The network (should) align to the the mining activity
Transactions on the Bitcoin network are handled through processing of blocks of transactions. Bitcoin miners are competing for mining a bitcoin block, and the difficulty of doing this is adjusted on an ongoing basis. The Bitcoin protocol is designed to hit an average processing time of 10 minutes per block, and the processing time is regulated by changing the difficulty: if the hash rate (i.e. the activity from the miners) increases, mining of a block will be faster than 10 minutes and the difficulty needs to be increased. And likewise, the difficulty has to be lowered if the total miner activity decreases.
The difficulty is an important tool for regulating the activation and manufacturing of cryptocurrency to follow a pre-determined rate, and secondly it ensures a uniform production time of blocks, which may avoid possible attempts of fraud. Within the Bitcoin protocol, adjustments of the difficulty occurs after a fixed number of blocks have been processed, 2,016 specifically, corresponding to approximately every second week. Together with the limited size of a block, the average block creation time is the bottleneck for the throughput on the Bitcoin network.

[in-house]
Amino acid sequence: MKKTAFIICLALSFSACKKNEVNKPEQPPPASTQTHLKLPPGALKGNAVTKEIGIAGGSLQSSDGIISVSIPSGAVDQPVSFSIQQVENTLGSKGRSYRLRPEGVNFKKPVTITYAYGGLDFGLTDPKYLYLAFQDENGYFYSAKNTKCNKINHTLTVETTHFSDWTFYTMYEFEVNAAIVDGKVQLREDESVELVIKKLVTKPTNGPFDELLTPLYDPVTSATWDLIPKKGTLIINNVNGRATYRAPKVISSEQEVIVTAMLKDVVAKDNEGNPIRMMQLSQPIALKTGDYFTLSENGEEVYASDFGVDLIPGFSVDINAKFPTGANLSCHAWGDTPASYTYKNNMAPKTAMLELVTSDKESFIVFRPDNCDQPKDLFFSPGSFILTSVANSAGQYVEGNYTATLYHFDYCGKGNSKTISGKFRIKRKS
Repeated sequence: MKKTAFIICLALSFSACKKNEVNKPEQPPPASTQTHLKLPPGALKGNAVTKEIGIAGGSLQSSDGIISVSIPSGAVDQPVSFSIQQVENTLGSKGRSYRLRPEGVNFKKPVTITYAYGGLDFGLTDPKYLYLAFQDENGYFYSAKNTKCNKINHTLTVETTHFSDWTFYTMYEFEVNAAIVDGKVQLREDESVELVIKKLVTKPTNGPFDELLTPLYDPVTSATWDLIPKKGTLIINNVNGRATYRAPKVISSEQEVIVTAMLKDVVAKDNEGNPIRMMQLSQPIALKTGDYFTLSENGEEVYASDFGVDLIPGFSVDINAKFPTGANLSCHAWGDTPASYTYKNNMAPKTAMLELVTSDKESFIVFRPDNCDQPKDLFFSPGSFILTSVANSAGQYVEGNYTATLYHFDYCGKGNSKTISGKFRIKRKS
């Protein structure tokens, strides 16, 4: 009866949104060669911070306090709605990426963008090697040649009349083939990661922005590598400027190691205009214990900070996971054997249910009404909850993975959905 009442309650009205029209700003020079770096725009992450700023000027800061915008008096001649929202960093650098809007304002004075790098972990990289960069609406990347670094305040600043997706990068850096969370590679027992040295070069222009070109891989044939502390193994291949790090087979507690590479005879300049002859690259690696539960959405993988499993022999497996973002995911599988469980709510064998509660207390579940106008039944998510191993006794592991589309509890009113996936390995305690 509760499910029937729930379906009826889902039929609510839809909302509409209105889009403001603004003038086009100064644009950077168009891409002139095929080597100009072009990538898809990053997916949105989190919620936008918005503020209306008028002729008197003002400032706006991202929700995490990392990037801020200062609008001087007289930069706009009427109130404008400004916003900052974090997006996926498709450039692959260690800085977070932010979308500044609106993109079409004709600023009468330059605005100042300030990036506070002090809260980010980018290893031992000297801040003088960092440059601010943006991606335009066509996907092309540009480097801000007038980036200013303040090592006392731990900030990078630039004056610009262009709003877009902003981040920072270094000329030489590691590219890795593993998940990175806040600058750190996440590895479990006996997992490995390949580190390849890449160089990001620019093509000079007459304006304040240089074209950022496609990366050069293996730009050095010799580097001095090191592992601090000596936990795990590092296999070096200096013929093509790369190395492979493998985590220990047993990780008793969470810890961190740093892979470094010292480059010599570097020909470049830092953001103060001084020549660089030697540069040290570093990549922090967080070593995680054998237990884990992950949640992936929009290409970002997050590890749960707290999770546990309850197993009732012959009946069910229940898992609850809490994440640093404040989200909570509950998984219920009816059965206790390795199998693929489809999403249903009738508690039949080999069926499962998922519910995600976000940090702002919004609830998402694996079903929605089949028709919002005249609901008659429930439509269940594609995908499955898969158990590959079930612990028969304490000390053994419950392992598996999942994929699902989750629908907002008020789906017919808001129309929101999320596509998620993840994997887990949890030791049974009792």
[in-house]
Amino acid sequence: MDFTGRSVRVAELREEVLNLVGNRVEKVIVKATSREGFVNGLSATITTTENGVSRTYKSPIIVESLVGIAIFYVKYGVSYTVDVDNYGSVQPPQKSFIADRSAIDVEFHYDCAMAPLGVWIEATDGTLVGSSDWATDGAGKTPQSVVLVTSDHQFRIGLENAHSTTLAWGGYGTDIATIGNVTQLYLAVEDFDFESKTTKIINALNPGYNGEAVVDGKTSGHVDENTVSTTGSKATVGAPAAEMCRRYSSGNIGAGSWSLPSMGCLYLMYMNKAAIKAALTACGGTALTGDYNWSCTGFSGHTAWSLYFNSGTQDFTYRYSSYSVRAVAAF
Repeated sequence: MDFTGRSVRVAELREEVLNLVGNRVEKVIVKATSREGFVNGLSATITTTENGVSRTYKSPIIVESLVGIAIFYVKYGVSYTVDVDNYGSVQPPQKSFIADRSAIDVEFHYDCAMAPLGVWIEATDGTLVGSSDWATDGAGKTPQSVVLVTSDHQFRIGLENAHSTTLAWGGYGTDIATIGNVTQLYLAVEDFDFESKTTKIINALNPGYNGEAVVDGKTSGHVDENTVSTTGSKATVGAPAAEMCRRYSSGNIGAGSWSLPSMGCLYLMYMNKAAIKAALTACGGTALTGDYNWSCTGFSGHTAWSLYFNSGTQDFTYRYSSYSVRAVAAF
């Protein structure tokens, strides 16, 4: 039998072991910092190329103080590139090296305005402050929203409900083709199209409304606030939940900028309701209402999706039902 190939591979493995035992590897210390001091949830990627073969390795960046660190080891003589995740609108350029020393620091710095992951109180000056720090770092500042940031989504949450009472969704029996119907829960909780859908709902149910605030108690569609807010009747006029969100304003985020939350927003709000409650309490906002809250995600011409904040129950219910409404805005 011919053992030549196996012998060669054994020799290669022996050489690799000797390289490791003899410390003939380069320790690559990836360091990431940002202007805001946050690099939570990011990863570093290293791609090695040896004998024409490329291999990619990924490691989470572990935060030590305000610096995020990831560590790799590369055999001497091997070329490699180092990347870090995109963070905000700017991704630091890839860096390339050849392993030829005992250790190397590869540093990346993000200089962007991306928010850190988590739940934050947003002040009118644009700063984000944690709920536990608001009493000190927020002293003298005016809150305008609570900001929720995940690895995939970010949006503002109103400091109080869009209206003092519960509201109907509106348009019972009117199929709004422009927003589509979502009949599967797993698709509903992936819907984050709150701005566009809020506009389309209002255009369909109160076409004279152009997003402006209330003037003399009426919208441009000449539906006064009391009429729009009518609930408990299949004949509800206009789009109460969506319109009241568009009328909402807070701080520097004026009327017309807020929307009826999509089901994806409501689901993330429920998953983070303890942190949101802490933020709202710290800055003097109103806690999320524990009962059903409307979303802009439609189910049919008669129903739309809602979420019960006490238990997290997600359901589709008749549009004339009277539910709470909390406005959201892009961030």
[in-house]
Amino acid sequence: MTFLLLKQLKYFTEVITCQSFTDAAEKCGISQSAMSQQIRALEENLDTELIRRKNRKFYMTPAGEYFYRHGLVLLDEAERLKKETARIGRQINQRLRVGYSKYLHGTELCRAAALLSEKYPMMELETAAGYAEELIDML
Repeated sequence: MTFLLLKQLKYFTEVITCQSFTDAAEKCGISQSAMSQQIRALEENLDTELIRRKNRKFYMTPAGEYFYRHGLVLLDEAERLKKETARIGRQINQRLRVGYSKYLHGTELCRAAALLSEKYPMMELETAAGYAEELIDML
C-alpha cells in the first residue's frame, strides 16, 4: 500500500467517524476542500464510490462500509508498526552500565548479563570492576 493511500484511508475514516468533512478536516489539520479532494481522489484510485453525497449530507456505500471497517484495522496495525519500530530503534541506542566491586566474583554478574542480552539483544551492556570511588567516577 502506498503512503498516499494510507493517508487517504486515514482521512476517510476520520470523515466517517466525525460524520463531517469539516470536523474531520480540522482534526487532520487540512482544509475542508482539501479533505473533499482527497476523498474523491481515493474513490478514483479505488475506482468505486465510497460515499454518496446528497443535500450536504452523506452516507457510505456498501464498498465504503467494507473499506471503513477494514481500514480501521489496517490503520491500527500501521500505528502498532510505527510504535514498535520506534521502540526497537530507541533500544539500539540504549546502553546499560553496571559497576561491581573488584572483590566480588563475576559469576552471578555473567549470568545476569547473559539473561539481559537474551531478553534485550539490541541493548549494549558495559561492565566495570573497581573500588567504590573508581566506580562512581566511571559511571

Sudden drop in hash rate
Recently the hash rate of the miners has dropped significantly, and some crypto analysts associate this with a coal mine explosion causing a massive power outages in China in the mining hub of Xinjiang, which provides around ¼ of the global hash rate. At the same time, the shortage of semiconductor microchips is limiting the possibility for new miners to join the mining pool.
The bitcoin infrastructure does not seem fit for these sudden drops in mining activity as the network difficulty only changes every second week. As a result of the diverging mining activity and difficulty, it currently takes much longer than the expected 10 minutes to mine a block, thereby limiting the processing speed on the network. And with an increasing demand for carrying out transactions in a Bitcoin network with a lower bandwidth, higher fees are observed. This effect may be present until the next difficulty adjustment in the beginning of May, but we may hope that more miners come back online, and the hash rate goes back higher.
Ethereum difficulty regulating at a higher frequency
The current version of Ethereum is also utilizing mining for verification of transactions and also contains a dynamic adjustment of the mining difficulty. The difficulty is, however, updated with a much higher frequency as indicated in the chart below, and thus Ethereum is not as sensitive to changes in the hash rate as Bitcoin: